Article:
This is the record of companies who were seen as suitable to take over the successful and sensitive provision of asylum housing for often traumatised asylum seekers from local councils. As Margaret Hodge chair of the PAC said in the committee hearings there was no reason to privatise the service:

“I don’t believe it is right to say the previous service was poor. I think they…were delivering a far better service than we’ve had so far.”

2. Don’t hand public contracts and millions in public money to companies who continually fail to deliver

And in the case of Serco and G4S illegally defraud the taxpayer. G4S spectacularly failed to deliver its security contract for the 2012 Olympic Games and this year is being rewarded with the security contract for the Glasgow Commonwealth Games.

3. Do make public contractors like G4S and Serco immediately accountable to regular public and parliamentary scrutiny

Companies running contracts financed entirely from taxpayers’ money should be subject to FOI (Freedom of Information) legislation. Their management and delivery of contracts should be transparent and they should not be allowed to hide behind secrecy walls of commercial confidentiality.

The only reason G4S and Serco have been exposed as slum landlords abusing asylum seekers and forced to appear before parliamentary committees is because asylum tenants have been willing to speak out and campaigners and activists have publicised the  incompetence, corruption and delusion of the privatised contractors.

4. Parliament should give asylum housing tenants the same tenancy rights as other people in social housing

The Immigration and Asylum Act of 2000 stripped asylum seekers of any tenants’ rights, and gave landlords a duty to spy on them in their homes. In practice when local authorities ran the system they defied the government and many asylum housing tenants were given tenancy “licenses” which gave them some protection but also recognised that the tenancy was only temporary. Asylum tenants were given access to the existing statutory right to be consulted by some local authority landlords again against Home Office advice.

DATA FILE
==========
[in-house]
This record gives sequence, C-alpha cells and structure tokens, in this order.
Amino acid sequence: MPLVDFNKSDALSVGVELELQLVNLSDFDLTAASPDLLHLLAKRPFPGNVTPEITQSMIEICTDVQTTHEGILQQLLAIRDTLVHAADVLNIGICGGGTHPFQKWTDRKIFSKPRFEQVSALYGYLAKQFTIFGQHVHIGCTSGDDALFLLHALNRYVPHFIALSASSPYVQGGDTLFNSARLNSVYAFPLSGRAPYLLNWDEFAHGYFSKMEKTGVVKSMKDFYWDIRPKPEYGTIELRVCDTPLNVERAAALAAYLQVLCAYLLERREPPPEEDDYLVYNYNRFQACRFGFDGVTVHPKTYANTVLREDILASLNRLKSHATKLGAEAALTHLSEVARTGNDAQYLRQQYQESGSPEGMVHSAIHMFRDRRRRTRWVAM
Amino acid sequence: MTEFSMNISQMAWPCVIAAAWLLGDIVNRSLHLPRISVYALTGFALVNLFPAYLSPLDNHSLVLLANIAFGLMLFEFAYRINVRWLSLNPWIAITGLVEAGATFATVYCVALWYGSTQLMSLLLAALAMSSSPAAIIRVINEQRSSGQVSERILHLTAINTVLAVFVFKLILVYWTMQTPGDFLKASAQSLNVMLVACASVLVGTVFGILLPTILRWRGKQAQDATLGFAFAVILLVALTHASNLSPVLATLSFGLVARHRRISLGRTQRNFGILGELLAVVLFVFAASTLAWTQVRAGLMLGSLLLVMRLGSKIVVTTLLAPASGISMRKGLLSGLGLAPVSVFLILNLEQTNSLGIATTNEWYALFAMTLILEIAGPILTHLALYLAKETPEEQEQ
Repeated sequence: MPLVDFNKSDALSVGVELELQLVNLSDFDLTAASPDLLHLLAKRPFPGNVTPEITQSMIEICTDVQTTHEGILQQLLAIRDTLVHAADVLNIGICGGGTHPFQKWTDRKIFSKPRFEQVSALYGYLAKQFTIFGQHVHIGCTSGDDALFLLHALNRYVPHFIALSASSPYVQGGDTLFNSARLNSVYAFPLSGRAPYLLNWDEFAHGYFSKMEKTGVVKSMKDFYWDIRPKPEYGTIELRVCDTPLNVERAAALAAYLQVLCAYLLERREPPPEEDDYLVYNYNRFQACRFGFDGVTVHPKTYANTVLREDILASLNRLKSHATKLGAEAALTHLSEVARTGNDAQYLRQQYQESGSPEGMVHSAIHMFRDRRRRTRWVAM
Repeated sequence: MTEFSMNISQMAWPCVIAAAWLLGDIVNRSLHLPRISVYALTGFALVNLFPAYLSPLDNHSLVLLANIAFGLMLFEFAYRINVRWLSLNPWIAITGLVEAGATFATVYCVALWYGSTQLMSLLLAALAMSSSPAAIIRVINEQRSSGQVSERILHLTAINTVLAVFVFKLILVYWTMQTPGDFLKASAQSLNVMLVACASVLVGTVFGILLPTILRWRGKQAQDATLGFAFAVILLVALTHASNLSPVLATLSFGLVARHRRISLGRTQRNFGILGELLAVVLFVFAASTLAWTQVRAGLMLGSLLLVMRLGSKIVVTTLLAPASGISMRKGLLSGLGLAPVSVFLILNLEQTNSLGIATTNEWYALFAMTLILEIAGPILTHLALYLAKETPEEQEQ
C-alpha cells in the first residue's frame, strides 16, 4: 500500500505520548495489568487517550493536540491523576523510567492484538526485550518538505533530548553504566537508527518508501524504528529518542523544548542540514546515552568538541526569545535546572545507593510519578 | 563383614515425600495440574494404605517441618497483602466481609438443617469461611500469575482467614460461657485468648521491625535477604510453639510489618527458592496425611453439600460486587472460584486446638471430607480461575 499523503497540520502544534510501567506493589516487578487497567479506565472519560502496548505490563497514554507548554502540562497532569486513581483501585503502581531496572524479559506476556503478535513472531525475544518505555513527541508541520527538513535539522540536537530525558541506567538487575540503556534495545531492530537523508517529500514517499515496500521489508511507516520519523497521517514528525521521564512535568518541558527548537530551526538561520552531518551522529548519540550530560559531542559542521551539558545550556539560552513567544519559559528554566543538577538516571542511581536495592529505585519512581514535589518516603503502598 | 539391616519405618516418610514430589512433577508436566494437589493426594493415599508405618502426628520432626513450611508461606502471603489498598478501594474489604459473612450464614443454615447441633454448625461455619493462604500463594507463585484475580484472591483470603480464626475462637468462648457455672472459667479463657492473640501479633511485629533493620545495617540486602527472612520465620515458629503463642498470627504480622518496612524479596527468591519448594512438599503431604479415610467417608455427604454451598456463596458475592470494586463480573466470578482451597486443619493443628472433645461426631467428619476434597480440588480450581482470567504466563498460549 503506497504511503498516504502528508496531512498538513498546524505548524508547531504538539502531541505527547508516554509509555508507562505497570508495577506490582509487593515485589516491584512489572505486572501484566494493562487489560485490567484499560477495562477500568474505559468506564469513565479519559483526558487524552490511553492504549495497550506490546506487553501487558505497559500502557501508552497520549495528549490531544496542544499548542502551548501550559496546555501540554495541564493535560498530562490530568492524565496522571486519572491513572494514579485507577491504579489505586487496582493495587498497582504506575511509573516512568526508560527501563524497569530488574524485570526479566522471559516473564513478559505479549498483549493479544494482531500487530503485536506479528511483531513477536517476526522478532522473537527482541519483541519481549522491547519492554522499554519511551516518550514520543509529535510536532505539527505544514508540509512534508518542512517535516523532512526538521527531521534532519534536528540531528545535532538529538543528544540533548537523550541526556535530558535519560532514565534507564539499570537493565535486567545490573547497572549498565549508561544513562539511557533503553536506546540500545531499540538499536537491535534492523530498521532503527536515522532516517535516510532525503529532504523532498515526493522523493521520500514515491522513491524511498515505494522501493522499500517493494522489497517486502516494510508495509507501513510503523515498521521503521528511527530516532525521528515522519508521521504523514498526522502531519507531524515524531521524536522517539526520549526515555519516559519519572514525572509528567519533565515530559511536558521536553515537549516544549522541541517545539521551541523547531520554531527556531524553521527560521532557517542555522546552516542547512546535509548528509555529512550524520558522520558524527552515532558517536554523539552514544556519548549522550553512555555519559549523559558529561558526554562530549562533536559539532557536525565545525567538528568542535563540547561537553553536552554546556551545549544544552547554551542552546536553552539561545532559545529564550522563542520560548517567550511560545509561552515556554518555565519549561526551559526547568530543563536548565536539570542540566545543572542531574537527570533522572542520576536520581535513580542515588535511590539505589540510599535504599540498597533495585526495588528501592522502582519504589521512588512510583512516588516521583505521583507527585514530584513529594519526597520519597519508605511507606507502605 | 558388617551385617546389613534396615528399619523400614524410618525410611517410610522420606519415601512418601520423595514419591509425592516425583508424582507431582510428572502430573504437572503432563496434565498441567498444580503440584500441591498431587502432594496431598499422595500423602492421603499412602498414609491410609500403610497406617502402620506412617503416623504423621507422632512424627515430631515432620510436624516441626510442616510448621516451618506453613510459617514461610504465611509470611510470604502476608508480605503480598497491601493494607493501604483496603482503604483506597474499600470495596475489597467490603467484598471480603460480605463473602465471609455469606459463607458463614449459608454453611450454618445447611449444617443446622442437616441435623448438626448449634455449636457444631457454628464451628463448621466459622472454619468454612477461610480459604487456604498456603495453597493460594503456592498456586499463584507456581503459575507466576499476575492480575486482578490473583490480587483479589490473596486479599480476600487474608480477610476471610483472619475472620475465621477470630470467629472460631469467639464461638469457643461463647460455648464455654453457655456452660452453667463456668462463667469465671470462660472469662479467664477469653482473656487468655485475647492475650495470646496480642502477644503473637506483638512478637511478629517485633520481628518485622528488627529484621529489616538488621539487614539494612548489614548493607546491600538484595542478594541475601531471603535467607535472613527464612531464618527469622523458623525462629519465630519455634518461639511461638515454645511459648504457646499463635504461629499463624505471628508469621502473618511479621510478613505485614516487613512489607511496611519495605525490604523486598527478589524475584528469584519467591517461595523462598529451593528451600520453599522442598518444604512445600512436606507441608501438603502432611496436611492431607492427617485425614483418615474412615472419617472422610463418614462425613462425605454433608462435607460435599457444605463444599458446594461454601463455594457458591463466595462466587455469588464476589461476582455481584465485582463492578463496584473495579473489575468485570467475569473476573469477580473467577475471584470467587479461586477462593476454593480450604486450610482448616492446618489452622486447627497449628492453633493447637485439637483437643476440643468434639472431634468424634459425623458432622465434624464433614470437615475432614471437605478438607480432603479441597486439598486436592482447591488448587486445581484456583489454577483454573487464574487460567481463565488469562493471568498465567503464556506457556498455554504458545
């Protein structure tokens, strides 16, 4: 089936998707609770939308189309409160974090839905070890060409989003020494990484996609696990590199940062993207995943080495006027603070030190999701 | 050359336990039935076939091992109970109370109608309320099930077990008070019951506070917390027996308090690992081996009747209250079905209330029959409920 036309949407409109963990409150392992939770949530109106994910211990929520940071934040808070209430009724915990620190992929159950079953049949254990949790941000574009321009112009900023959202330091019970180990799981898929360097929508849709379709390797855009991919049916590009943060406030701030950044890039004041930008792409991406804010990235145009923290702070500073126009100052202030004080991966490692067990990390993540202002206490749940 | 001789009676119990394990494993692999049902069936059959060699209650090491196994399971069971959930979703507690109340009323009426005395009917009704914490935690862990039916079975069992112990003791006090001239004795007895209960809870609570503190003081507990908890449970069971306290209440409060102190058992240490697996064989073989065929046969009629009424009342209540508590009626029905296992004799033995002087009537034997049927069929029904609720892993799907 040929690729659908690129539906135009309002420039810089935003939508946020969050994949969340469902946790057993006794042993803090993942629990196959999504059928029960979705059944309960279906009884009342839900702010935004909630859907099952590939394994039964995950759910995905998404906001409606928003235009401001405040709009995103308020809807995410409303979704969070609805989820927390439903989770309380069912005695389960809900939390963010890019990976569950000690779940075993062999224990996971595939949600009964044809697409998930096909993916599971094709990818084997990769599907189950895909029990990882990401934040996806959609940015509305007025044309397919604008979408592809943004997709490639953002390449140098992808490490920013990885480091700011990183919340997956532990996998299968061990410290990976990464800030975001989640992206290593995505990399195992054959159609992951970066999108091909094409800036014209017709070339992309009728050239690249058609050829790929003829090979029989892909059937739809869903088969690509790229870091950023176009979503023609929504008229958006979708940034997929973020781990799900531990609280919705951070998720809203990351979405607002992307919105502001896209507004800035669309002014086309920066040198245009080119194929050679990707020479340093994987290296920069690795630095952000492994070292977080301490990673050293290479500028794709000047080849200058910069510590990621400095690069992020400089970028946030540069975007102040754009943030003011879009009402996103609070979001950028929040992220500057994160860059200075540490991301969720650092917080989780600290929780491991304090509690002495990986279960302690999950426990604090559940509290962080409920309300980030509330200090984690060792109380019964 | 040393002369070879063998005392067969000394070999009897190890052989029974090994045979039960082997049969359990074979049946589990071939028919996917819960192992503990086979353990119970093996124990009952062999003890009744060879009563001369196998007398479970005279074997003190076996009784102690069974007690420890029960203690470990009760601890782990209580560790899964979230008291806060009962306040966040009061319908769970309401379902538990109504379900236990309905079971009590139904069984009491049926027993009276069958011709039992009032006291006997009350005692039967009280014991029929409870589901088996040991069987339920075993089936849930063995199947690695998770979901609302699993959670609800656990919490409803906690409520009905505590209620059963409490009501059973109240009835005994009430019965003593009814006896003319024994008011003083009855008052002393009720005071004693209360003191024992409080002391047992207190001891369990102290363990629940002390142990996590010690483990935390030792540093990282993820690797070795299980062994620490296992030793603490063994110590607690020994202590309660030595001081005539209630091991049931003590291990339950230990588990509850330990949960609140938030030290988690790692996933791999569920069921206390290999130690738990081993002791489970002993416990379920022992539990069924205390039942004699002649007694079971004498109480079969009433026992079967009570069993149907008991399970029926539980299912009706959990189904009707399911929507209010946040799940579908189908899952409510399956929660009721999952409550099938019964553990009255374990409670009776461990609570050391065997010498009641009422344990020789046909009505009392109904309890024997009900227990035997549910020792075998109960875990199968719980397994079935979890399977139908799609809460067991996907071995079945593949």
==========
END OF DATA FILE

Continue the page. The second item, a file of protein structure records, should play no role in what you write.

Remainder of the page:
In evidence to the Public Accounts Committee it emerged that under the present contract G4S is tearing up agreements with local authorities on numbers and overcrowding.

In Liverpool, according to the Sunday Echo on 16 March, Serco simply does not consult with the local authority and has been prosecuted and fined for conditions in asylum housing property.

The contract also requires (and the PAC Report repeats this) that the contractors Serco and G4S have to ensure that all properties should meet the Government’s legal “Decency standard” for social housing. This requirement has been ignored and G4S and Serco continue to provide appalling slum housing.

5. Don’t hand contracts to people who lack basic human decency

The sordid saga of asylum housing managed by G4S and Serco has exposed the everyday abuse and disrespect for those who exercise their rights to seek asylum and safety in the UK by the Home Office and their contractors.

What should be care and support for asylum seekers has become a monstrous system of abuse and deterrence. Asylum seekers and activists working in solidarity with them are slowly but surely shining a light on the darkest parts of the ‘asylum market’ where the state has outsourced violence and abuse, where people have become commodities — every prisoner a profit centre, every immigrant a business opportunity

This debacle with asylum housing was absolutely predictable. As one asylum tenant said when he heard that G4S had got the housing contract: “I do not want a prison guard as my landlord”. G4S is now facing growing campaigns challenging its appalling human rights record in many countries. Campaigners have recently set out the case against G4S in a comprehensive briefing for trades unions commissioned by UNITE, Britain’s largest union. Members of the Public Accounts Committee should read it, revisit their report and cancel the G4S and Serco asylum housing contracts.


The Stop G4S Campaign has news on the global resistance to G4S, a comprehensive briefing for trade unionists and support on how to challenge proposed G4S contracts. The South Yorkshire Stop G4S Campaign meets in Sheffield – details are on the SYMAAG Events page